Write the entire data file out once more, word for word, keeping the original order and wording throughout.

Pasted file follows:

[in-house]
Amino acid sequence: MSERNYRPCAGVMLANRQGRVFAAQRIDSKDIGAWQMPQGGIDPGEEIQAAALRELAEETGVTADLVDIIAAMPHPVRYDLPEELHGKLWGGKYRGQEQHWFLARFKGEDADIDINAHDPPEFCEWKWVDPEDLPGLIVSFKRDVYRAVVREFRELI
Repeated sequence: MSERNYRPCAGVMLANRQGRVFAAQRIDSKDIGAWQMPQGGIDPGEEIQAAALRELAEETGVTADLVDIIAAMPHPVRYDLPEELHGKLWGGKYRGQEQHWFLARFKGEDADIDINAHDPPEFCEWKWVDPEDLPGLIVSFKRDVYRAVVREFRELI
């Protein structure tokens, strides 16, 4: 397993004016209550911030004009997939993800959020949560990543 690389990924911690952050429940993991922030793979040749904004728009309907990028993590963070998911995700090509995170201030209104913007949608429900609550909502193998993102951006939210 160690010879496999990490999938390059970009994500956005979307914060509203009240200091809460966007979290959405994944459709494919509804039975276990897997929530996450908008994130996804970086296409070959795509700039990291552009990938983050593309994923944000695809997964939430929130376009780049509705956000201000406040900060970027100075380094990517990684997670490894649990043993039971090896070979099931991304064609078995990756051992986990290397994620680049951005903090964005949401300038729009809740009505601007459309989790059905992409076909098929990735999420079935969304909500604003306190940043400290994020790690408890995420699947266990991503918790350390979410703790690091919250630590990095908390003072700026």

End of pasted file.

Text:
[in-house]
Amino acid sequence: MSERNYRPCAGVMLANRQGRVFAAQRIDSKDIGAWQMPQGGIDPGEEIQAAALRELAEETGVTADLVDIIAAMPHPVRYDLPEELHGKLWGGKYRGQEQHWFLARFKGEDADIDINAHDPPEFCEWKWVDPEDLPGLIVSFKRDVYRAVVREFRELI
Repeated sequence: MSERNYRPCAGVMLANRQGRVFAAQRIDSKDIGAWQMPQGGIDPGEEIQAAALRELAEETGVTADLVDIIAAMPHPVRYDLPEELHGKLWGGKYRGQEQHWFLARFKGEDADIDINAHDPPEFCEWKWVDPEDLPGLIVSFKRDVYRAVVREFRELI
């Protein structure tokens, strides 16, 4: 397993004016209550911030004009997939993800959020949560990543 690389990924911690952050429940993991922030793979040749904004728009309907990028993590963070998911995700090509995170201030209104913007949608429900609550909502193998993102951006939210 160690010879496999990490999938390059970009994500956005979307914060509203009240200091809460966007979290959405994944459709494919509804039975276990897997929530996450908008994130996804970086296409070959795509700039990291552009990938983050593309994923944000695809997964939430929130376009780049509705956000201000406040900060970027100075380094990517990684997670490894649990043993039971090896070979099931991304064609078995990756051992986990290397994620680049951005903090964005949401300038729009809740009505601007459309989790059905992409076909098929990735999420079935969304909500604003306190940043400290994020790690408890995420699947266990991503918790350390979410703790690091919250630590990095908390003072700026």